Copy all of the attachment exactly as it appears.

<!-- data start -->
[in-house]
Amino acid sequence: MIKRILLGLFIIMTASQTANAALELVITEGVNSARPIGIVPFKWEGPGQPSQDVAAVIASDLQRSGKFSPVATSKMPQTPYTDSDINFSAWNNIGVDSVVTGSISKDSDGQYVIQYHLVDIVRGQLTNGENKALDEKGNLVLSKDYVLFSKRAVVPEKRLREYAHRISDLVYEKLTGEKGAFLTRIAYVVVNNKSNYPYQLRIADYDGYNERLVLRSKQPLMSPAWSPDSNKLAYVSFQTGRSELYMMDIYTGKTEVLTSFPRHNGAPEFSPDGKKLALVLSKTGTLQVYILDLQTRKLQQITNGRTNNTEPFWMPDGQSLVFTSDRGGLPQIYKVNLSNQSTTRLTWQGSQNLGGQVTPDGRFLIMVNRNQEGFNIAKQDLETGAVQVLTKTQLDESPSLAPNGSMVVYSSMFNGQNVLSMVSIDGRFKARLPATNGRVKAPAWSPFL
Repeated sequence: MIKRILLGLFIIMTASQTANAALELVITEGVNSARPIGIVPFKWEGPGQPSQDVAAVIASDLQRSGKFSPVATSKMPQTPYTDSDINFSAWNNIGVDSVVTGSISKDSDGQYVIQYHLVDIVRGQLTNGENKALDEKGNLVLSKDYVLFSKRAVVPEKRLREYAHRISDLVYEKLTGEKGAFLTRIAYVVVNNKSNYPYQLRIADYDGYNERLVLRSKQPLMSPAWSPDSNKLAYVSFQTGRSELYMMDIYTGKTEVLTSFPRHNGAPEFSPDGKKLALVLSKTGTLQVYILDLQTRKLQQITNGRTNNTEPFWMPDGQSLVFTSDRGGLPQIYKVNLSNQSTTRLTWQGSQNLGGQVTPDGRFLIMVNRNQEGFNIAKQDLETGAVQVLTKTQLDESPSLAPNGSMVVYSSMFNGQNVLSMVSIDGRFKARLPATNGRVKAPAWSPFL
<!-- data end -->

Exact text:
[in-house]
Amino acid sequence: MIKRILLGLFIIMTASQTANAALELVITEGVNSARPIGIVPFKWEGPGQPSQDVAAVIASDLQRSGKFSPVATSKMPQTPYTDSDINFSAWNNIGVDSVVTGSISKDSDGQYVIQYHLVDIVRGQLTNGENKALDEKGNLVLSKDYVLFSKRAVVPEKRLREYAHRISDLVYEKLTGEKGAFLTRIAYVVVNNKSNYPYQLRIADYDGYNERLVLRSKQPLMSPAWSPDSNKLAYVSFQTGRSELYMMDIYTGKTEVLTSFPRHNGAPEFSPDGKKLALVLSKTGTLQVYILDLQTRKLQQITNGRTNNTEPFWMPDGQSLVFTSDRGGLPQIYKVNLSNQSTTRLTWQGSQNLGGQVTPDGRFLIMVNRNQEGFNIAKQDLETGAVQVLTKTQLDESPSLAPNGSMVVYSSMFNGQNVLSMVSIDGRFKARLPATNGRVKAPAWSPFL
Repeated sequence: MIKRILLGLFIIMTASQTANAALELVITEGVNSARPIGIVPFKWEGPGQPSQDVAAVIASDLQRSGKFSPVATSKMPQTPYTDSDINFSAWNNIGVDSVVTGSISKDSDGQYVIQYHLVDIVRGQLTNGENKALDEKGNLVLSKDYVLFSKRAVVPEKRLREYAHRISDLVYEKLTGEKGAFLTRIAYVVVNNKSNYPYQLRIADYDGYNERLVLRSKQPLMSPAWSPDSNKLAYVSFQTGRSELYMMDIYTGKTEVLTSFPRHNGAPEFSPDGKKLALVLSKTGTLQVYILDLQTRKLQQITNGRTNNTEPFWMPDGQSLVFTSDRGGLPQIYKVNLSNQSTTRLTWQGSQNLGGQVTPDGRFLIMVNRNQEGFNIAKQDLETGAVQVLTKTQLDESPSLAPNGSMVVYSSMFNGQNVLSMVSIDGRFKARLPATNGRVKAPAWSPFL